Complications of pneumonia
- Common complications include
- Low levels of oxygen in the bloodstream
- Life-threatening hypotension
- Pulmonary abscess or empyema
Severe lung injury (acute respiratory distress syndrome [ARDS])A severe form of pneumonia can prevent oxygen from entering the bloodstream, causing shortness of breath. Low oxygen levels can be life-threatening.
The microorganism responsible for pneumonia can enter the bloodstream, or the body’s response to the infection can be excessive, producing a potentially lethal lowering of blood pressure, a condition called sepsis.
Some pneumonia can lead to lung abscess or empyema. An abscess is a pocket of pus inside the tissues. A lung abscess forms when a small area of the lung dies and a collection of pus forms in its place. An empyema is a collection of pus in the space between the lung and the chest wall.
Strong infection or excessive inflammation in response to infection can cause severe lung injury, which can manifest as acute respiratory distress syndrome (ARDS). ARDS causes dyspnea, usually with rapid and shallow breathing. People with ARDS usually require respiratory assistance with a mechanical ventilator for an extended period of time.
- Medical evaluation
- Usually a chest X-ray, but sometimes a chest computed tomography (CT) scan
- Sometimes tests to identify the organism responsible for pneumonia
Doctors assess the possible presence of pneumonia by listening to the chest with a stethoscope. Pneumonia generally produces a characteristic noise, caused by the narrowing or occlusion of the airways, or by the presence of fluid and inflammatory cells within lung regions normally occupied by air, a phenomenon called consolidation.
Generally, the diagnosis of pneumonia is confirmed by a chest X-ray, but a chest CT scan is sometimes done. In mild cases, the doctor may decide to initiate treatment based on the symptoms and results of the visit.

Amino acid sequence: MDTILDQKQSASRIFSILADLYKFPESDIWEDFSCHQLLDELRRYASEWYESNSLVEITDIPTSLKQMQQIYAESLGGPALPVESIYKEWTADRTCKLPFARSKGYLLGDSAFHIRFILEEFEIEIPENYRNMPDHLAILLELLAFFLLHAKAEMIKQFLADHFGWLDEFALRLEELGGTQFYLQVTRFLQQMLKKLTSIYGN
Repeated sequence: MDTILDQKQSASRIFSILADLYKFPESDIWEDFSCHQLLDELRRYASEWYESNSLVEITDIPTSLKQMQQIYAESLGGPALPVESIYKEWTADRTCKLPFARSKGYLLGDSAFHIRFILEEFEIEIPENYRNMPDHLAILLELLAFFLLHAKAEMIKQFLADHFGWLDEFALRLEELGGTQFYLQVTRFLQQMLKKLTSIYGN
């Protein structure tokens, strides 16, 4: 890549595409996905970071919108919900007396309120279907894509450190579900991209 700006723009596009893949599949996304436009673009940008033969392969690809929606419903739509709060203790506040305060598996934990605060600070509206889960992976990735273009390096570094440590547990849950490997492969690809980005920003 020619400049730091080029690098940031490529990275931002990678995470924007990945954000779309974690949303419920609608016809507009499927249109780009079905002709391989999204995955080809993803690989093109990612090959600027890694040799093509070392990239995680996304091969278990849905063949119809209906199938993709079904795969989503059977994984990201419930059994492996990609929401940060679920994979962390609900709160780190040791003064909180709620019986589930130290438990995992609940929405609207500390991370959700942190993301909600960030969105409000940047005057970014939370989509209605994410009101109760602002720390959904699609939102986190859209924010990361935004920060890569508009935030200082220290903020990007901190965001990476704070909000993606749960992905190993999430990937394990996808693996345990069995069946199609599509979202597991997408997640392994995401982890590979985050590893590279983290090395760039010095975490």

In subjects in conditions that require hospitalization, doctors often perform an examination of sputum, blood and urine samples in order to identify the organism responsible for the pneumonia.
In people who are very ill or have a known immune system problem, or when looking for certain unusual organisms, doctors sometimes take sputum samples by administering a steam treatment that induces a deep cough
(and sputum production) or by inserting a bronchoscope (a flexible probe with a camera) in the airways. Sputum samples obtained by inducing cough, in particular with a bronchoscope, are associated with a lower probability of containing saliva and more likely than the sputum sample to allow the identification of the organism responsible for pneumonia.
The identification of the organism responsible for pneumonia is particularly important when the patient is seriously ill, immunocompromised or does not show an effective response to treatment. However, despite these tests, it is difficult to identify the specific organism in almost all people with pneumonia.
Deep breathing exercises and therapy to eliminate mucus and secretions from the lungs help prevent pneumonia in high-risk individuals, such as those who are debilitated or have recently undergone surgery on the chest or abdomen.
Vaccines can help prevent pneumonia. Sometimes, when an unvaccinated person comes into contact with a person known to have a virus that can cause pneumonia (such as the flu virus), the doctor prescribes antiviral drugs to try to prevent infection and pneumonia.